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Articles tagged with: archaeology

Written By: grant on December 6, 2013 No Comment

Meaning, although PhysOrg stops short of saying so, that we could maybe someday build a hominin from scratch. As it is, though, we’ve still got a lot we can do today, now that we’ve figured out the 400,000-year-old genetic code of Homo heidelbergensis:

Matthias Meyer and his team from the Max Planck Institute for Evolutionary […]

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Written By: grant on November 21, 2013 No Comment

DNA analysis presented at the Royal Society in London shows, Nature says in the most delicate way possible, that ancient humans were getting it on more than we suspected:

The ancient genomes, one from a Neanderthal and one from a member of an archaic human group called the Denisovans, were presented on 18 November at […]

Written By: grant on October 10, 2013 No Comment

National Geographic looks into the caves and reports on the earliest artists’ small, beautiful hands:

Archaeologist Dean Snow of Pennsylvania State University analyzed hand stencils found in eight cave sites in France and Spain. By comparing the relative lengths of certain fingers, Snow determined that three-quarters of the handprints were female.

“There has been a male […]

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Written By: grant on October 9, 2013 No Comment

Sweden’s The Local rewrites history with a pre-Viking farm that they’re calling “shocking”:

“It is completely unique,” Jan Heinerud at Västerbotten’s Museum in Umeå told The Local on Friday. “We have never previously found a long house like this so far north.”

The farm was discovered in the area between Backen and Klabböle in an area […]

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Written By: grant on September 29, 2013 No Comment
Science Art: <i>Sangüesa, S. Maria La Real, Portal, Queens on West Side</i>, by Georgiana Goddard King, 1915.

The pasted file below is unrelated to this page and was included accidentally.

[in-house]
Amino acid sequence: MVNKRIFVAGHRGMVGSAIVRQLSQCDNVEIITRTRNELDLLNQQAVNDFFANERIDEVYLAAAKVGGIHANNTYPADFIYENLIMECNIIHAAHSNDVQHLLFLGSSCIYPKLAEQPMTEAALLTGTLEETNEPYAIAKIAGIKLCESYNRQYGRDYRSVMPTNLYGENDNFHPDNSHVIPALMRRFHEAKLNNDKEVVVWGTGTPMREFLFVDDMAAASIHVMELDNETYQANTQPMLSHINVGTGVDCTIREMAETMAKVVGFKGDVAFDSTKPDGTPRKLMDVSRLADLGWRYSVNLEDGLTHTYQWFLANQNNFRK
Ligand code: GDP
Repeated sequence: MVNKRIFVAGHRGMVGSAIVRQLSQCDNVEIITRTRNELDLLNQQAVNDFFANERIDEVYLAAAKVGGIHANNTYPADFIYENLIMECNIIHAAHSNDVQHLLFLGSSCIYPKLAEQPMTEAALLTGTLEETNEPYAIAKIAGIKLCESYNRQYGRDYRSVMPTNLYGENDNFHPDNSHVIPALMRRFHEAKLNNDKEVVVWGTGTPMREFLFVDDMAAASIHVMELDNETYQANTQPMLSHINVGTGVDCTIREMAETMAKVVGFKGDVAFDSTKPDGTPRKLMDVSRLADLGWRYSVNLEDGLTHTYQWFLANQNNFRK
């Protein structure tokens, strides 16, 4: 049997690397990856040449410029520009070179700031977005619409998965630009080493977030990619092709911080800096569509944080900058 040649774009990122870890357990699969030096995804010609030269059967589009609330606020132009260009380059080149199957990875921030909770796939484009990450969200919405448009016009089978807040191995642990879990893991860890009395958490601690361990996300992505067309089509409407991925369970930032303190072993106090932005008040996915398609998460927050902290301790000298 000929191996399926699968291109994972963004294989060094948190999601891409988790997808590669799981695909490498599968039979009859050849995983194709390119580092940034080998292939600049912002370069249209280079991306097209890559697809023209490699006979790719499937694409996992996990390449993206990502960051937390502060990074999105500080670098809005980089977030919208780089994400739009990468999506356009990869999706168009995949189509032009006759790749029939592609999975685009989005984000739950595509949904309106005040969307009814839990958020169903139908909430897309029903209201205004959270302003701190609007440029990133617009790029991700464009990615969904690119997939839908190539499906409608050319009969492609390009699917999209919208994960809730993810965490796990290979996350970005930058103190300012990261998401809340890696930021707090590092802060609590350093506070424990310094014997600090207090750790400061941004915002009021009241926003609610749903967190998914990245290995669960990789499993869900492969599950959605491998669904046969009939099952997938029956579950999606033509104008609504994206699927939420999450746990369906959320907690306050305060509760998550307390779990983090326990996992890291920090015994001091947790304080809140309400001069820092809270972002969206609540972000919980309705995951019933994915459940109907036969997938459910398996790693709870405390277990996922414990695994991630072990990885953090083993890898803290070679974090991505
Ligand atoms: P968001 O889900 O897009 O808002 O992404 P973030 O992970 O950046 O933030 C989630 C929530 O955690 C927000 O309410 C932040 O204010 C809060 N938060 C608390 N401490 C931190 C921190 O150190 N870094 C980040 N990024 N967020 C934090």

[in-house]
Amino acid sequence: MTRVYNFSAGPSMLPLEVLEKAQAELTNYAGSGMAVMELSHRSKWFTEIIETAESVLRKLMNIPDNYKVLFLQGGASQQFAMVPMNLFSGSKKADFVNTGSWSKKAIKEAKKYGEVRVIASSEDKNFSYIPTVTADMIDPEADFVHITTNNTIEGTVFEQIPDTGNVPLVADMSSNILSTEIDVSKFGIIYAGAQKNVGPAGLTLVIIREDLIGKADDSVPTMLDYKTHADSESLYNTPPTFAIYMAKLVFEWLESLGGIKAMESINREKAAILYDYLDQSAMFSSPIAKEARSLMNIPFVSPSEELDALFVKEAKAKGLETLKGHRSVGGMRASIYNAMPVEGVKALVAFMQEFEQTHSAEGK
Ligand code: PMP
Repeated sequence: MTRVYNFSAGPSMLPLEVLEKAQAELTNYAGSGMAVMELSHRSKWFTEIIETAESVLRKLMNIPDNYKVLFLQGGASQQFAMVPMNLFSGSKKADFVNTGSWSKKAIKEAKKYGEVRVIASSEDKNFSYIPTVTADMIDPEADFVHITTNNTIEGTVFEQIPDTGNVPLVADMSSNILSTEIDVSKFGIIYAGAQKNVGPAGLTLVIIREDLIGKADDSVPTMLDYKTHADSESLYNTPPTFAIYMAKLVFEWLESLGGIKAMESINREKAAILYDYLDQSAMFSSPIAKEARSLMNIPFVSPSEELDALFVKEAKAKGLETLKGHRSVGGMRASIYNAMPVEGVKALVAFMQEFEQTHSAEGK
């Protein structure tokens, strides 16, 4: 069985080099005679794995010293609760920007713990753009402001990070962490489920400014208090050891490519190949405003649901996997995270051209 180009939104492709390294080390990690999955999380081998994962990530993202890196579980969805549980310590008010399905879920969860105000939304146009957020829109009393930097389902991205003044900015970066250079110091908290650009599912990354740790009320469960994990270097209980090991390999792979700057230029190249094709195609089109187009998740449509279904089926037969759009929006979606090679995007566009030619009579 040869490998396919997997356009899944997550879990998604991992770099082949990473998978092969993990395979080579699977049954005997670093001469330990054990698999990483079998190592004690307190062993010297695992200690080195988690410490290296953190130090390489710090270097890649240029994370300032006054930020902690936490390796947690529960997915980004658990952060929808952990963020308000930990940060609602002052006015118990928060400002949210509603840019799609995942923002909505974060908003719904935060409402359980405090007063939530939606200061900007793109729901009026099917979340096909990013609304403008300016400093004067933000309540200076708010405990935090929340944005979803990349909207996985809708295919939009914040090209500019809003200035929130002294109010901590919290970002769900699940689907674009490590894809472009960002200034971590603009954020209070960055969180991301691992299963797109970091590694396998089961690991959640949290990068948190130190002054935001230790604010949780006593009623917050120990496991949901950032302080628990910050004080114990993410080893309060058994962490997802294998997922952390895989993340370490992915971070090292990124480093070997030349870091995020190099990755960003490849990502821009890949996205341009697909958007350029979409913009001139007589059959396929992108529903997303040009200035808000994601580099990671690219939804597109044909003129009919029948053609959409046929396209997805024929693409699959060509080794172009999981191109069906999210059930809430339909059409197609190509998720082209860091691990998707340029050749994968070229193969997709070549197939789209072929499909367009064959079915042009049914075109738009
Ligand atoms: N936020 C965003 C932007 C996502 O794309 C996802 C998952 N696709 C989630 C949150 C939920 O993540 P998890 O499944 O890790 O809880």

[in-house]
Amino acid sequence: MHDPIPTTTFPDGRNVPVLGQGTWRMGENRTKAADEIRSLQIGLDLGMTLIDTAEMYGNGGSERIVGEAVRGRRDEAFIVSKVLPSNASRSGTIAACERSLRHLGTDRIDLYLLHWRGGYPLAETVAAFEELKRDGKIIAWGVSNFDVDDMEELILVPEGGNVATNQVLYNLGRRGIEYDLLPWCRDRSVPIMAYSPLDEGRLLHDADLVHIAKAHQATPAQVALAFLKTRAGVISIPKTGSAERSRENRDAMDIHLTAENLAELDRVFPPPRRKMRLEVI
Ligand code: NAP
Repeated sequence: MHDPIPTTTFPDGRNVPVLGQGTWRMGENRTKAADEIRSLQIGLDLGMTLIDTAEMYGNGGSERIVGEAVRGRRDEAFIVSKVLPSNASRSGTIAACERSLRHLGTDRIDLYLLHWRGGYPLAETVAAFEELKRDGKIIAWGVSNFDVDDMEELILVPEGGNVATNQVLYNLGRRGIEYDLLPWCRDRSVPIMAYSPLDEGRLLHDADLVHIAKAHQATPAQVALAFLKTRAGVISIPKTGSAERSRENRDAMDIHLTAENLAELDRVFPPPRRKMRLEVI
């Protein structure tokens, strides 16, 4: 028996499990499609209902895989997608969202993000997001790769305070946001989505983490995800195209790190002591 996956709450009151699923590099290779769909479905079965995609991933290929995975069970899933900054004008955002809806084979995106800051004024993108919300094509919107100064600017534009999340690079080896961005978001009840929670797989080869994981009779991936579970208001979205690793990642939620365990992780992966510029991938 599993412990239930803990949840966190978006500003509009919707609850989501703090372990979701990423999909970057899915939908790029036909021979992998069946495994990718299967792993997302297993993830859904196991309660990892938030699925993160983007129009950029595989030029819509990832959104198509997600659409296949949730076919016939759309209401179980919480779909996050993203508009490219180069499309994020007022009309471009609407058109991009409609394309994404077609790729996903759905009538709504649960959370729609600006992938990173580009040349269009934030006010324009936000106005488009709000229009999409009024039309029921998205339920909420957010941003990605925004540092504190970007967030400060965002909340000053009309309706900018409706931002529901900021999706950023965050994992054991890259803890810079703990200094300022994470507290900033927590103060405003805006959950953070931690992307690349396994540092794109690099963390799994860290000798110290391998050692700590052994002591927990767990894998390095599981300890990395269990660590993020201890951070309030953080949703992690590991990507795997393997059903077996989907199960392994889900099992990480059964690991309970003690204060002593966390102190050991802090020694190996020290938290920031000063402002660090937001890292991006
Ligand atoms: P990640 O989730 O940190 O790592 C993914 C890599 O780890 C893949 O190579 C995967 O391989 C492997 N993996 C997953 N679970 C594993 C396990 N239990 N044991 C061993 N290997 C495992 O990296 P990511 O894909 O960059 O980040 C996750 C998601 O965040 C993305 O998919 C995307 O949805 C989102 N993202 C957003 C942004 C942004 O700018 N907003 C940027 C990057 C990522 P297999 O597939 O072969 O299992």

A plate from the American Journal of Archaeology, Volume 19, “French Figure Sculpture on Some Early Spanish Churches.”

Photographed from below a deep basement. That’s low.

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Written By: grant on July 24, 2013 No Comment

Archaeologists in China have found a collection of bamboo texts – including copies of the I Ching, Tao Te Ching, the Analects of Confucius and other classics. New York Times reports on the fragile, waterlogged library that’s older than Jesus:

“When we opened the box it had a bad smell. Moldy. Many were […]

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Written By: grant on June 19, 2013 No Comment

If you needed any more proof we’re actually living in the pulp future of a 1920s dime novel, explorers have just used airborne lasers to reveal a long-lost jungle city:

The discovery of Mahendraparvata, a 1,200-year-old lost city that predates Cambodia’s famous Angkor Wat temple complex by 350 years, was part of the Hindu-Buddhist […]

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Written By: grant on May 2, 2013 No Comment

Smithsonian unfolds an ugly story archaeologists have uncovered of the first “successful” English settlement in America – at Jamestown, where settlers got so hungry, they apparently ate a 14-year-old girl:

“The chops to the forehead are very tentative, very incomplete,” says Douglas Owsley, the Smithsonian forensic anthropologist who analyzed the bones after they were […]

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Written By: grant on January 28, 2013 No Comment

LiveScience wonders what we should do with the bones of this lost, wretched King Richard III:

The University of Leicester, which is overseeing the excavation and analysis of the remains, has jurisdiction over the remains, but various societies dedicated to the king have their own opinions.

Two groups, the U.S.-based Richard III Foundation and the […]

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